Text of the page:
The LSAC's Contempt for LSAT Takers with Disabilities (and How It's Harming the Legal Profession)

by Diane Klein

It was not so long ago in American history that a blind or deaf student, or one who was mobility-impaired, would be left outside the schoolhouse doors - rejected by an educational system that had no obligation to accommodate them, and by a larger society that regarded them as not worth educating.  If they were not born into well-to-do families, their prospects were bleak. Today, thanks to laws like the Individuals with Disabilities Education Act (IDEA) and the Americans with Disabilities Act (ADA), we look back with anger and heartbreak on behalf of those who never had a chance to develop their potential and contribute as they might have done, simply because no accommodation was made for them.

Lawyers (like Thomas Gilhool) have played a crucial role in enacting and enforcing these major civil rights laws, and one could be forgiven for assuming that a profession whose reason for existence is access to justice would be a leader in providing equal opportunity for law students and lawyers with disabilities.  At the very least, one would hope that at that crucial intersection of educational opportunity and access to the legal profession - the LSAT - test-takers with disabilities could be confident they would be appropriately accommodated, as the law requires. The truth, unfortunately, is otherwise.

Persons with disabilities comprise a larger and larger fraction of the population, with some estimating it at nearly 20% (though other statistics suggest it is closer to 13%, which is also the percentage of public school students ages 3-21 who receive special education services of any kind).  Current thinking about disabilities encompasses a very wide array of conditions. The examples with which I began - blindness/visual impairment; deafness/hearing impairment; and orthopedic impairment - today each comprise less than 1% of all covered disabilities in the educational context.  Much more common, and perhaps more controversial when it comes to standardized testing, are the conditions now sometimes classed under the rubric "neurodiversity": learning disabilities (primarily dyslexia/dysgraphia), ADD/ADHD, autism spectrum disorders.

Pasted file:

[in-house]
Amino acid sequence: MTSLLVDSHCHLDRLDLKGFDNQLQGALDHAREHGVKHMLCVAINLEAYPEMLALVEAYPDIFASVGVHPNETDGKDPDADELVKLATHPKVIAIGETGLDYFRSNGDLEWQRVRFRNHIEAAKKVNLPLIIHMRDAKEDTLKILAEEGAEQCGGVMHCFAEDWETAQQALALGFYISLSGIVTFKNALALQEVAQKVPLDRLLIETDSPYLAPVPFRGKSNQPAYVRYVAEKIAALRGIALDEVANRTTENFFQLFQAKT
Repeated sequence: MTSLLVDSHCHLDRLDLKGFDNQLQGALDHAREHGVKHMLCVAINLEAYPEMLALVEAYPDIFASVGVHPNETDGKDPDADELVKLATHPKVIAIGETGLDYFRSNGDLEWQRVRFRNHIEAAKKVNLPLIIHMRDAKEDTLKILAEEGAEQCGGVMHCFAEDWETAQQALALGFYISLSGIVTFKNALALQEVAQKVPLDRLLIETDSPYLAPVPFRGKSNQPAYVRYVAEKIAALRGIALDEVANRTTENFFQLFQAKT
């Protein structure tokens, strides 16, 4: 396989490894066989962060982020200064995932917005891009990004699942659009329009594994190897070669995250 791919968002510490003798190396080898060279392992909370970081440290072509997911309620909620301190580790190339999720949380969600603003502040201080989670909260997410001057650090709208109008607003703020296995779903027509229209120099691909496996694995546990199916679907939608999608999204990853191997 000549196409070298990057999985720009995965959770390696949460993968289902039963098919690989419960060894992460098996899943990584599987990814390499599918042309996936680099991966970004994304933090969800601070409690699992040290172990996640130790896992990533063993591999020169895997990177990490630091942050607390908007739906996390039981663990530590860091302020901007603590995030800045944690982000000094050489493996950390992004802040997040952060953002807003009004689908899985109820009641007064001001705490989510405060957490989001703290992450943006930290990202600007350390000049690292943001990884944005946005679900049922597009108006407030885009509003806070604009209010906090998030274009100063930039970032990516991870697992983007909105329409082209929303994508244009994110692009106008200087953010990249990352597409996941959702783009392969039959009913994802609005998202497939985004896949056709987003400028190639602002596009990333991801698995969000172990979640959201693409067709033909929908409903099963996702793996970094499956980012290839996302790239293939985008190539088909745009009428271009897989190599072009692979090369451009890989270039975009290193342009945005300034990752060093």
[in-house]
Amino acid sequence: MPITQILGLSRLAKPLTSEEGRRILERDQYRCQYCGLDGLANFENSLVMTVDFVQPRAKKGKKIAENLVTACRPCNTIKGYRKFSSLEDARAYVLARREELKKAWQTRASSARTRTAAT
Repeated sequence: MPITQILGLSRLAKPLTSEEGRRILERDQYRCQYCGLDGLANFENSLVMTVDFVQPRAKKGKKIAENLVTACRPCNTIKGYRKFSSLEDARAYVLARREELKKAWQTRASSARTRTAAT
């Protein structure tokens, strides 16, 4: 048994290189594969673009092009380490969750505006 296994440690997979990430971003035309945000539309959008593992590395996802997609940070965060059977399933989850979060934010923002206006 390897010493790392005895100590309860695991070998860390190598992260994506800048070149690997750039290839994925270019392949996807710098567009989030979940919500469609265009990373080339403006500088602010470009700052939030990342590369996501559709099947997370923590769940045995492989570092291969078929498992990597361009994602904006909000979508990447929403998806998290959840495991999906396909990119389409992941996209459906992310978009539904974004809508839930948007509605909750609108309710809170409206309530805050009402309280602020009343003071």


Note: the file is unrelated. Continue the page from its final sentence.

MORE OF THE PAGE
However calculated, and whatever the reasons for the rise in the number and percentage of persons with covered disabilities - whether certain disabilities have become more common, or are being more frequently and accurately diagnosed - the fact remains that more and more of our students, as well as our future clients, will be persons with disabilities.  The profession that serves them should also include them.  The Law School Admission Council, which administers the LSAT, claims to agree: its mission statement says that the LSAC is "devoted to promoting quality, access, and equity in law and education worldwide by supporting individuals' enrollment journeys."  The LSAC says it "is committed to the idea that the legal profession should reflect the ever-increasing diversity of our society" and "seeks to insure that the justice system reflects all who interact with it."